Chris Christie throws cold water on online poker in NJ

Posted by Steve Ruddock on Jan 23, 2013 Posted in Legal Poker News, US Poker News | 3 Comments »

Online Poker BillFor the second straight year New Jersey Governor Chris Christie is going down to the wire with his decision on online poker in the Garden State. Christie has until February 4, 2013 to make a decision on an online poker bill that easily passed the state legislature and Senate (for the second straight year) but considering his answers in his weekly “Ask the Governor” radio appearance, it doesn’t seem Christie is onboard yet [transcript from http://blog.northjersey.com/meadowlandsmatters/4767/governor-christie-offers-some-words-on-online-gaming-in-nj-seems-reluctant-but-hasnt-ruled-it-out/]:

Well, [the bill] is sitting on my desk. I’ve got to make a decision very soon. I haven’t made a final decision yet, but here are the things – two things that I’m concerned about.

The first is that I don’t know that it really will help Atlantic City. And I’m concerned that it may drive traffic away from Atlantic City – that if people can gamble in their own homes on their laptops, why are they going to go to Atlantic City? And I think it’s contrary to what we’re trying to accomplish there.

Secondly, I’m also really concerned about setting up a whole new generation of addicted gamblers. You know, if you can sit on the edge on your bed on your laptop and gamble away the paycheck – that’s a lot different than making the decision to go down to Atlantic City to gamble in a casino. So I’ve got those two concerns.

I haven’t made a final decision yet, but I have those two concerns, and you should know that that’s the way I feel. And [there is] in part the reasons that I vetoed the bill before, in addition to some ways that it was constructed that made no sense, either. So I’m taking a very close look at it, I was reading it over the weekend, and reading the briefing from my staff in depth, and I’m going to have to make a decision in the next couple of days.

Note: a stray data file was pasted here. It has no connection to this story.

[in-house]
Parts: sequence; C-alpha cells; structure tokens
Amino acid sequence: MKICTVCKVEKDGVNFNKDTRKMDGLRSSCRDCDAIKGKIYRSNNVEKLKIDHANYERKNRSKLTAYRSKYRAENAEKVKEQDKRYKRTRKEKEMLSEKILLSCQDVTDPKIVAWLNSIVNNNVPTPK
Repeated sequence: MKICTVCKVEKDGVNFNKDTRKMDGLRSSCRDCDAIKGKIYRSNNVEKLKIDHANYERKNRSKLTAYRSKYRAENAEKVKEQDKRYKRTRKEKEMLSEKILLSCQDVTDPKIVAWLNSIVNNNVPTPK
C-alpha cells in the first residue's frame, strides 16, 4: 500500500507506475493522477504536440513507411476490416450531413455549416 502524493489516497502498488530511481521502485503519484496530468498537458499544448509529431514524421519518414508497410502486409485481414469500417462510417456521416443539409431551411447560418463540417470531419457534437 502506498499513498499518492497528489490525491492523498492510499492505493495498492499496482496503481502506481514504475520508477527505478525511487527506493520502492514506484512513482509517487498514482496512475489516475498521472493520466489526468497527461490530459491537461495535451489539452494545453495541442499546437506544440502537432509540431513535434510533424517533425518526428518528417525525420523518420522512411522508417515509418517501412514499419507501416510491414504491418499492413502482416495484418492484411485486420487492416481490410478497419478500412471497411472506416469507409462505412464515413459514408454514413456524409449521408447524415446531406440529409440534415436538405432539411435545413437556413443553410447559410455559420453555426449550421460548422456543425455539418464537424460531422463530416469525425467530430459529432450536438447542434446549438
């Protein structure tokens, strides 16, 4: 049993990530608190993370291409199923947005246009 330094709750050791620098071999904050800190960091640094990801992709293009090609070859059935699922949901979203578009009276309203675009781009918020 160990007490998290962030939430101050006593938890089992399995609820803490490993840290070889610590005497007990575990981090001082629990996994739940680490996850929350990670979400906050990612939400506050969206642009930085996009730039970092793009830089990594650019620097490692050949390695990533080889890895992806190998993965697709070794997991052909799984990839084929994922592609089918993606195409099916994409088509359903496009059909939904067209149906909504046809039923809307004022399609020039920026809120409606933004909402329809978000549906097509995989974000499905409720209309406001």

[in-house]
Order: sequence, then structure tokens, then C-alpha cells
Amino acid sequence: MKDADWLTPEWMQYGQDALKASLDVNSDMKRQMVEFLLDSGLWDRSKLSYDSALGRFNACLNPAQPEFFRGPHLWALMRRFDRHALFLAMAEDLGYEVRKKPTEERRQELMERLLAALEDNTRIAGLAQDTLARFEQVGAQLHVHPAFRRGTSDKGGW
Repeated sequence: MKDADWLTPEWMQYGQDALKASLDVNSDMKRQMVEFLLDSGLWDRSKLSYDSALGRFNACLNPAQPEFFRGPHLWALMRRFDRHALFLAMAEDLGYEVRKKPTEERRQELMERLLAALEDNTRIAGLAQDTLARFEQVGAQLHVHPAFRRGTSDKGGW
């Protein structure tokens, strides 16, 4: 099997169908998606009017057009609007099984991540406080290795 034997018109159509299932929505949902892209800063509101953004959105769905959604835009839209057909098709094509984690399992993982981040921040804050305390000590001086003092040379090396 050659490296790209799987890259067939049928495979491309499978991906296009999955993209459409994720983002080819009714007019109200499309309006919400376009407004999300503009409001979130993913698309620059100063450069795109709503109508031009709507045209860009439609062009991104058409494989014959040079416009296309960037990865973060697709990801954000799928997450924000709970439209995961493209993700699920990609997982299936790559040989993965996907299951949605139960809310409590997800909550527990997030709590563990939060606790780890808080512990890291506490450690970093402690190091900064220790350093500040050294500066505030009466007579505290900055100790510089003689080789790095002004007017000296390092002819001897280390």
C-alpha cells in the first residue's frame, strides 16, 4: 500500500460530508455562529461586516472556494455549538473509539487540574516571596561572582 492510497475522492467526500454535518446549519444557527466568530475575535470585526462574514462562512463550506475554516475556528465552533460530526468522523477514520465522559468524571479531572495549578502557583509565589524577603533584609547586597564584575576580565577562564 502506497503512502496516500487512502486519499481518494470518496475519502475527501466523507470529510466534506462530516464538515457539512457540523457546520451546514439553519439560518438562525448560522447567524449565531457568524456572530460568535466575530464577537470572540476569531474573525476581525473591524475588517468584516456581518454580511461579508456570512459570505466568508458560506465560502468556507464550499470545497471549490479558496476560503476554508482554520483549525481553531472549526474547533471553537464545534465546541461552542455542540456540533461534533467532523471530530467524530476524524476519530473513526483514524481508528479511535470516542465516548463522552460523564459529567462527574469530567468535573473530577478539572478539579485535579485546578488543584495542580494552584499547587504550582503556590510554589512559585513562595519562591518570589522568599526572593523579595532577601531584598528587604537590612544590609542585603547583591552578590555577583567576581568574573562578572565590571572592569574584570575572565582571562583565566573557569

The bill would allow New Jersey casinos to open online poker rooms in the state, and Christie’s signature on the bill would also mean a tentative between PokerStars and the Atlantic Club Casino would go through, allowing the #1 online poker site in the world to legally reenter the US market.

Christie, who many consider a serious 2016 presidential candidate may seek to avoid putting his name on a piece of legislation that would most certainly ranker the conservative base of the Republican party, although Christie has taken on this contingent recently, speaking out on a number of issues that Republicans have criticized him for –here is hoping he takes them on at least one more time!

 

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3 Responses to “Chris Christie throws cold water on online poker in NJ”

  1. lb1 says:

    So if Christie veto’s the bill, New Jersey misses out on the entire online gambling business, which is happpening in several other states. They are pushing forward and those states will reap the rewards. Atlantic City will still continue to lose business and jobs. Without a catalyst to increase revenues AC will continue to decline. Online gambling will generate revenue and guaranteed constrution/technology jobs.
    Picture New Jersey signing pacts with other states to support internet gambling. That is even more revenues for the state. Those casinos that would be running the online gaming would then infuse more money into AC, thus creating more jobs. IT’S SIMPLE BUSINESS!!
    6+ years of declines will continue without a catalyst. The governor says he’s worried people won’t go to AC. They won’t if it ends up being a run down dump, like it became in the 70’s. Unless the casinos have the money they won’t put it into AC. They will lay off more worker and casinos will close. With falling revenues year over year the properties will decline and with the property decline, you will see the public visits to AC decline. IT”S SIMPLE BUSINESS!!

    When Vegas injected the money they made into their properties, values rose, attendance rose and state revenues rose. If the AC casinos don’t get more revenue, forget it. The governor has not put out any ideas that have worked to increase traffic to AC, and after Sandy the job is even more difficult. So shoting down guarantied revenue and jobs without trying won’t fix the growing problem, it will only get worse!

  2. Steve Ruddock says:

    completely agree. More worrisome is his use of the “problem gamblers” line of attack, which is merely a talking point and not backed up by any facts.

  3. Bob says:

    I think that Christie should sign the bill without it A.C is just living on borrowed time .I have been to A.C once and Vegas (few times) would never go back to A.C have nothing to offer.
    I think online gambling will bring revenue and also bring in business to A.C like extra tournament via online gambling getting in on the ground floor is his best advantage (will he blow it)as far as problem gamblers being created you will always have them and if they don’t get it from online they will be a problem in the casino.

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